Wabber said his organisation is conducting awareness campaigns in schools and camps for displaced people to try to prevent the recruitment of children by armed groups. He called for greater efforts to put an end to the use of children in armed conflict in Somalia.
Omar Ugaas, who works for a local organisation that monitors the status of children in Somalia, said, "The greatest danger facing children in Somalia is forced recruitment by the parties to the conflict, especially the al-Shabaab movement, the biggest offender with regard to the recruitment of children."
Ugaas said children are paying a heavy price in the ongoing war in Somalia, as they have become an easy target for Islamist militants seeking to recruit them. He said that forced recruitment of children is legally and humanely reprehensible.
"The recruitment of underage children and putting them in the line of fire is a most serious violation of international law; it is, in fact, a war crime," he said. "All parties to the conflict must be aware of this fact. But it is clear that al-Shabaab movement resorts to desperate measures, such as recruiting children, whenever it is under pressure from the Somali armed forces and their allies, because the movement suffers a shortage of fighters."
Children's rights organisations say the exact number of children recruited by armed groups is unknown. Ugaas said this is because al-Shabaab does not allow human rights organisations to inspect their military positions.
Some human rights groups estimate that child soldiers make up 75% of all al-Shabaab fighters. Dozens of child soldiers are often seen manning al-Shabaab checkpoints and camps, and fighting on the front lines.
Al-Shabaab admits to the presence of child soldiers in its ranks, but says they are volunteers.
Abdulkadir Abu Maath, an al-Shabaab leader, told Sabahi, "There are children participating in jihad with us, but no one forced them to join the fighting. They are driven by their resolve to participate in jihad to defend the religion and confront the invading enemy."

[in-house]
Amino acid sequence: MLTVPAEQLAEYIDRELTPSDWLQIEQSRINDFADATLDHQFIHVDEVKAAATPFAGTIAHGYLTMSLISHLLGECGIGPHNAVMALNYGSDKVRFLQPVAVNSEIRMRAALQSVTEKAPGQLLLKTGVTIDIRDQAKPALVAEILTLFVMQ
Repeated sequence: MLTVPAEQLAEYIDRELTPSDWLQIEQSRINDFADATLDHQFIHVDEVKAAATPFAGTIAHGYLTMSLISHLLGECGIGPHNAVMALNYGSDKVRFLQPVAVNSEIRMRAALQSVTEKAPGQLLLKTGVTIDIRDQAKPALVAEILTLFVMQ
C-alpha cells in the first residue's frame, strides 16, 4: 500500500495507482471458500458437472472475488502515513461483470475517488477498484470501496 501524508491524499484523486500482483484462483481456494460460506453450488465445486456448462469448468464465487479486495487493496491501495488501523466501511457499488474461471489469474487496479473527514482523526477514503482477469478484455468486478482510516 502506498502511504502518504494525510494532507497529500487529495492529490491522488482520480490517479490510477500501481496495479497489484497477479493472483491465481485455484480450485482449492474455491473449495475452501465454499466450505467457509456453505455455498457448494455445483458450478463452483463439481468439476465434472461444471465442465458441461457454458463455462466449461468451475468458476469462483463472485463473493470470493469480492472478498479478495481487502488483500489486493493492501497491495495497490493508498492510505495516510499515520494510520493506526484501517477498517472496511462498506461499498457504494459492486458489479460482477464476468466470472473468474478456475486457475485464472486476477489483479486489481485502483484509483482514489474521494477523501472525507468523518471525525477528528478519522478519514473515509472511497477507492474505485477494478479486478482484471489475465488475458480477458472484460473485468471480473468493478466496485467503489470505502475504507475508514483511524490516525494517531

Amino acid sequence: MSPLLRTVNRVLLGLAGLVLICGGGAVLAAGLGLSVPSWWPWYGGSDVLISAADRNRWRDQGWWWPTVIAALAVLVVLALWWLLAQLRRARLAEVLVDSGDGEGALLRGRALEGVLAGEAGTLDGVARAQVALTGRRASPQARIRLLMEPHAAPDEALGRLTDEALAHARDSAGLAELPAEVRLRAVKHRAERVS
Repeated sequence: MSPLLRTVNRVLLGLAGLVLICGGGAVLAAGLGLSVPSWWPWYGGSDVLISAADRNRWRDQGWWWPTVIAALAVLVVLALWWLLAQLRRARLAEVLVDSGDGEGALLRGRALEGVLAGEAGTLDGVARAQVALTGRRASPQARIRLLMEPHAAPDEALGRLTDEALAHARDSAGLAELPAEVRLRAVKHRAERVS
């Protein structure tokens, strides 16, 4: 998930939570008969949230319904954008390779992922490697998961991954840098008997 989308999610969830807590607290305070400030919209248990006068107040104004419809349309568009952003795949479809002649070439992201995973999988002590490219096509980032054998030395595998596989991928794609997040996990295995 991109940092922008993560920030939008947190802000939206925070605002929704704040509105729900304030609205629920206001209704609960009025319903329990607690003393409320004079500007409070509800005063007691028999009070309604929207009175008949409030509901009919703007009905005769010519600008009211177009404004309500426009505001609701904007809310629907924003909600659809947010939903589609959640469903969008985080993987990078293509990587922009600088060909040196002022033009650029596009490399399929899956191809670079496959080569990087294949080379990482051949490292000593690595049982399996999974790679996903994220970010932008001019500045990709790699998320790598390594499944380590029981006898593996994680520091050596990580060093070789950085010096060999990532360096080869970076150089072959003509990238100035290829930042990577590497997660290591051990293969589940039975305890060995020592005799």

Sheikh Hassan Dahir Aweys, a leading figure in al-Shabaab, also previously admitted in a speech at a mosque in the Eilasha area near Mogadishu that al-Shabaab is using underage children in the war against the forces of the Transitional Federal Government (TFG) and African Union Mission in Somalia (AMISOM).
"Children are participating in a major way in the jihad against the enemy and are willing to die in defence of their country and their religion," he said.
In a recent statement, the TFG denounced the forced recruitment of hundreds of children and students by al-Shabaab. The statement said the Somali government affirms its primary role in providing protection for all children, particularly those affected by armed conflict.
The TFG called on the international community to assist in the rescue of Somali children from extremism by providing support for rehabilitation programs for children affected by armed conflict, creating and providing opportunities for education and decent living, and providing support for their mental health.
"Let us be very clear: the Somali government is absolutely opposed to the use of children in armed conflict," Somali Prime Minister Abdiweli Mohamed Ali told reporters in Mogadishu last November. "We want children to go to schools and build a bright future for themselves and for the country."